drug spend was for drugs that had the potential for fraud and

abuse and that 9% of their claimants were taking these drugs

in ways that triggered potential red flags. More than 80 claimants

had seen seven or more prescribers within a one-year

period to obtain prescriptions for these potentially problematic

drugs, and one claimant had used six different pharmacies

to fill prescriptions from 16 different prescribers. Among


benefits magazine july 2011

health care

the flagged population were 40 families

with two or more claimants taking the

same drug with a potential for fraud

and abuse. One family had spent more

than $90,000 on Oxycontin alone.

Because of these findings, the trustees

held multiple meetings with the

PBM to review the analysis and the

processes in place to control prescription

fraud and abuse. After several discussions,

the PBM implemented customized

administrative protocols in its

system (e.g., quantity limits, refill-toosoon

thresholds and pharmacy lockdowns)

and agreed to provide regular

reporting to show how the administrative

system changes (also sometimes

called system edits) were working. It is

likely that the PBM will repeat the analysis

after the next plan year to provide

a year-over-year comparison report to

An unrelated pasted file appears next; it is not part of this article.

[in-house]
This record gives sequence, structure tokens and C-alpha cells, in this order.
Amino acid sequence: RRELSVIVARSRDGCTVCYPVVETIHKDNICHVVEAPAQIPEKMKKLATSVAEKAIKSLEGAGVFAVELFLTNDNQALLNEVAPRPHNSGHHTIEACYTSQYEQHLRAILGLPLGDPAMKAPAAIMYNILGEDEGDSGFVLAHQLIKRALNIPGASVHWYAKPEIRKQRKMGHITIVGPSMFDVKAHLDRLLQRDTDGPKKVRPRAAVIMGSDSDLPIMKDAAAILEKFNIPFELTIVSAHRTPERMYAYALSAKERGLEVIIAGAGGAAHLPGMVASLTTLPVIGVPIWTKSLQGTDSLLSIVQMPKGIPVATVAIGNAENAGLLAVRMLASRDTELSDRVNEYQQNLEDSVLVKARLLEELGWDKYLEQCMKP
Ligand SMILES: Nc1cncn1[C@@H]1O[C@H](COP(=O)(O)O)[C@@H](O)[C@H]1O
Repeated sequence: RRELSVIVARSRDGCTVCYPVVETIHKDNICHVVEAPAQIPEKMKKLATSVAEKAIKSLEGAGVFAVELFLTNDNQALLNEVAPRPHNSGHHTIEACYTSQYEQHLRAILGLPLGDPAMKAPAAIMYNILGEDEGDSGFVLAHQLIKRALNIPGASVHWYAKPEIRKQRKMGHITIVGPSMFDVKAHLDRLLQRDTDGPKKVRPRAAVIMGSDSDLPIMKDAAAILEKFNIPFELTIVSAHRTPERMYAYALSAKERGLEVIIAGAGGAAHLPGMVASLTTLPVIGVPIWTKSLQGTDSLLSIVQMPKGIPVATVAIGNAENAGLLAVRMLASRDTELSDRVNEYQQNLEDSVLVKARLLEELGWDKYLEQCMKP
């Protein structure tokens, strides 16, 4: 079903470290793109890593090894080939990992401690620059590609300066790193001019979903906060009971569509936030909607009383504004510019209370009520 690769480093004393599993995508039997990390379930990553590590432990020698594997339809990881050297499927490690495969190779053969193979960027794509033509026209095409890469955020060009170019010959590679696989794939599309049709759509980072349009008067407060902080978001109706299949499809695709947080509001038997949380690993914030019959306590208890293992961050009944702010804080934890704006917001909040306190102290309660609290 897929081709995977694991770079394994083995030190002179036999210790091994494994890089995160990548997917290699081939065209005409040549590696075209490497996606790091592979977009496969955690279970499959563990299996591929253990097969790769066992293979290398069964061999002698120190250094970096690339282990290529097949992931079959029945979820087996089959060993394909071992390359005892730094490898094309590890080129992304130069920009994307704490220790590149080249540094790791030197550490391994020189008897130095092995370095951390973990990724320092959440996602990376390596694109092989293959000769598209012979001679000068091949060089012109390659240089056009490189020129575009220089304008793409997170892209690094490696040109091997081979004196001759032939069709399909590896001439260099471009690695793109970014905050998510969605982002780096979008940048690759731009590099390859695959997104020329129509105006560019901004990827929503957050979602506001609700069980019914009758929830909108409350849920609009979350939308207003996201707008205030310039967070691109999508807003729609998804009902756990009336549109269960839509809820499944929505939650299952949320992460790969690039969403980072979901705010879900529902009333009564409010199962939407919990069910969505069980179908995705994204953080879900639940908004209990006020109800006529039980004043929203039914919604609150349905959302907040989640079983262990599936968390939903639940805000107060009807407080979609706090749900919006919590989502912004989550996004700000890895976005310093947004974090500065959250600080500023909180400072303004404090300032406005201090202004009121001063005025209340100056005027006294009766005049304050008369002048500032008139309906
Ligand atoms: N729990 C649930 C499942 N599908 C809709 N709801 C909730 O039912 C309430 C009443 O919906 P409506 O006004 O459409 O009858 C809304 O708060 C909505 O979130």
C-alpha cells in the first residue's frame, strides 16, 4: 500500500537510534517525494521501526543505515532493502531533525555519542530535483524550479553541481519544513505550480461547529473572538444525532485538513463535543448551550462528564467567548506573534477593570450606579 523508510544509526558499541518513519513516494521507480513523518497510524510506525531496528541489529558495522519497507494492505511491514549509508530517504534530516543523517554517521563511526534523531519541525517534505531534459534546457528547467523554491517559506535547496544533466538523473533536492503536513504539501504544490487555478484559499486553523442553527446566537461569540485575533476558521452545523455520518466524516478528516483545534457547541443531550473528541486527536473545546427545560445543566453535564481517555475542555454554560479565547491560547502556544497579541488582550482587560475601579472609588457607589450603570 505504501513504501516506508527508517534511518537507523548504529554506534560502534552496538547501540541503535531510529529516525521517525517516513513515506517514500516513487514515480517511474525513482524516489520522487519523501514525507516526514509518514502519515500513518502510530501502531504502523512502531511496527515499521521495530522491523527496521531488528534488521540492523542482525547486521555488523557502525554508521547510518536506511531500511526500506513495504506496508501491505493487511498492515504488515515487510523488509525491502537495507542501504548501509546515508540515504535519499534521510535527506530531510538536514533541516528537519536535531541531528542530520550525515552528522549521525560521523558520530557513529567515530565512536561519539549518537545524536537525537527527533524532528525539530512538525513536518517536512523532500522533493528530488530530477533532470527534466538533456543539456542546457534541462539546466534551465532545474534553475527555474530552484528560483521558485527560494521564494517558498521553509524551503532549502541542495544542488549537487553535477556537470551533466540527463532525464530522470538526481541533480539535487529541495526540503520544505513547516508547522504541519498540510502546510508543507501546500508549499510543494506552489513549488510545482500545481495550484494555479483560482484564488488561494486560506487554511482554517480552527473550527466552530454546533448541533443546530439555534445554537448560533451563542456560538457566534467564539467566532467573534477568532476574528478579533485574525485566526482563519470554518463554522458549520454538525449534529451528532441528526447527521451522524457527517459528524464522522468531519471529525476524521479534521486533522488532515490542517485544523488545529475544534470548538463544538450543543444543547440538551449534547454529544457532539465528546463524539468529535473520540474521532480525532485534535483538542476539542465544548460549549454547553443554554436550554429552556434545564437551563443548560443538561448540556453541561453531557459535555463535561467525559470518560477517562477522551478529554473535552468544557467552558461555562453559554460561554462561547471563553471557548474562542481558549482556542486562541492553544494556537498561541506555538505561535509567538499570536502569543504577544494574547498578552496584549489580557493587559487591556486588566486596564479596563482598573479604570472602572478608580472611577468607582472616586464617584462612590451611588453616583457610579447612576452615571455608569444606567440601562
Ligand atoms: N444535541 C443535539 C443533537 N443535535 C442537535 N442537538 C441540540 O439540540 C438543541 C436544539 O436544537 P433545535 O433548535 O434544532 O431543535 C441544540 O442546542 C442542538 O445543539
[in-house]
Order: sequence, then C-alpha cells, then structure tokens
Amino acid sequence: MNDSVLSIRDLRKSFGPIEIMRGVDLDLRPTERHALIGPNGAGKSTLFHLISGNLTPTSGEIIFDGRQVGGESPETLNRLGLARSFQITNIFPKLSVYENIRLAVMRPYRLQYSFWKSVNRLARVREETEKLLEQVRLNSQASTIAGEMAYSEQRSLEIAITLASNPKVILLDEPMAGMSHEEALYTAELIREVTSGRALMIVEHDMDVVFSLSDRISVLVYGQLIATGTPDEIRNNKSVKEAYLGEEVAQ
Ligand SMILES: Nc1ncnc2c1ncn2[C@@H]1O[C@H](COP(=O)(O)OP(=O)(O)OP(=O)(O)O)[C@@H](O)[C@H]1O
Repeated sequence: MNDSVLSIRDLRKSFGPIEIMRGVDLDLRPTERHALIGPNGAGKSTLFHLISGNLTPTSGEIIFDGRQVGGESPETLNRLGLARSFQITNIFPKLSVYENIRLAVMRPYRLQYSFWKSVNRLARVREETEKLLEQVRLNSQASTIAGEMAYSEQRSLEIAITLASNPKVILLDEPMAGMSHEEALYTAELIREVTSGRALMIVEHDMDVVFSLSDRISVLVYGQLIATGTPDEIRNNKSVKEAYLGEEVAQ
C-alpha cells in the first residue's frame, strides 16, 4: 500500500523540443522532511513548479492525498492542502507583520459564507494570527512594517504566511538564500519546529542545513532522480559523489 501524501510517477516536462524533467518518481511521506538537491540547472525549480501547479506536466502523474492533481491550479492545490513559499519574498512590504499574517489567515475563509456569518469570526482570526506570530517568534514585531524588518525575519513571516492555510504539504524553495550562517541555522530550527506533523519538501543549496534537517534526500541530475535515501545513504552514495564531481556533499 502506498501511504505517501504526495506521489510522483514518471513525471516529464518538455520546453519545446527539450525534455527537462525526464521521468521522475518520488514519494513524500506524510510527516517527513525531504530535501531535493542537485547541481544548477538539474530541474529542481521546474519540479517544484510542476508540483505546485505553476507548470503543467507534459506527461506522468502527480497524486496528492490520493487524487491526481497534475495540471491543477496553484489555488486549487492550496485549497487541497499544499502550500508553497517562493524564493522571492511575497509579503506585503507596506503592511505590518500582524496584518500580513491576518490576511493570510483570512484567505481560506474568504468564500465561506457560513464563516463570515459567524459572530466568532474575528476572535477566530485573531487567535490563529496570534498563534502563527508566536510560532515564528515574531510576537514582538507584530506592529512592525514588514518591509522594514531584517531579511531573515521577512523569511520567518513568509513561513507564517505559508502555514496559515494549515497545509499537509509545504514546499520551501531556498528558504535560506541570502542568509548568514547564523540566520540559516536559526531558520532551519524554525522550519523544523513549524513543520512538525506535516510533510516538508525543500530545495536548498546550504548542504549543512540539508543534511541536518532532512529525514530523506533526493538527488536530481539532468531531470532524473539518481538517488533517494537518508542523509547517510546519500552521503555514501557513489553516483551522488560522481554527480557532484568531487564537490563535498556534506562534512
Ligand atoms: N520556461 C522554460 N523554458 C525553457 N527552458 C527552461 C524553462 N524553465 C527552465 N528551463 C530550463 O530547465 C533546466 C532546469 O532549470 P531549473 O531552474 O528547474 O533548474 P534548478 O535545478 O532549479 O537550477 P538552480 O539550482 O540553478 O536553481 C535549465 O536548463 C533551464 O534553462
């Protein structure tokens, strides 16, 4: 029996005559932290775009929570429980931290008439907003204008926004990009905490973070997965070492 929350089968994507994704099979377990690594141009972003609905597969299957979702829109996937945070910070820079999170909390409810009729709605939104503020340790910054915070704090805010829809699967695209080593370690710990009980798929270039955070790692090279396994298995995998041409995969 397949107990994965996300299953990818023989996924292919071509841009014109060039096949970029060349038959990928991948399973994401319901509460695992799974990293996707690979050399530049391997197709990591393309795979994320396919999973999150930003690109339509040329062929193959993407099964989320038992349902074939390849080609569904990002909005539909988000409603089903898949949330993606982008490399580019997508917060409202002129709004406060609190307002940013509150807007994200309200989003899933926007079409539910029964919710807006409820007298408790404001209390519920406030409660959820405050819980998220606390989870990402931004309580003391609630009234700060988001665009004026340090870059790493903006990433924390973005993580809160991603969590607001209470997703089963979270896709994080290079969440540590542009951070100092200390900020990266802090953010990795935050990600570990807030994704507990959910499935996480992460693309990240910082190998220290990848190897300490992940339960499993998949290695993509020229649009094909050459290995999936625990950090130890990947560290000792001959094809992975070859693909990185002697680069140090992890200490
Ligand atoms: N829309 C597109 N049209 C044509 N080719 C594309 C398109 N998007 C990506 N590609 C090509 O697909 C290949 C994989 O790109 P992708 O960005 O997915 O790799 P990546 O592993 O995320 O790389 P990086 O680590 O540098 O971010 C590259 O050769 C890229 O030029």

help the trustees understand the effectiveness

of the changes.

Call to Action

Multiemployer health and welfare

plans need to work closely with their

PBMs to implement controls and review

processes to identify the potential

for fraud and abuse. Most PBMs offer

both prospective and retrospective

drug utilization reviews for their clients

but, as the case study shows, not all of

these programs contain criteria that are

sophisticated enough to identify prescription

drug fraud and abuse. Health

plans with concerns about active fraud

and abuse should direct their PBM to

implement more targeted clinical edits.

It is important to know that the more

advanced PBMs can exclude individuals

likely to have unique pain relief

needs (e.g., cancer patients) from these

system edits, based on their previous

prescription history.

In addition to the implementation

of administrative system changes

made for clinical reasons or drug utilization

reviews, multiemployer health

and welfare funds still should conduct

regular evaluations of pharmacy claims

to identify potential fraudulent claims

and abusive individuals who may have

slipped through the cracks. Once the

identification and investigations are

complete, there are various options

plan sponsors can use to address individual

abuse of the pharmacy benefit.

For example, certain individuals can

be restricted to using a single pharmacy

or prescriber for particular drugs

with high abuse potential. This strategy

should be discussed with specific pharmacists

and/or prescribers to ensure

they are willing to participate in the

process. The professional judgment of

these medical professionals can be crucial

to ensuring that these individuals

are prevented from obtaining fraudulent

claims or abusing prescription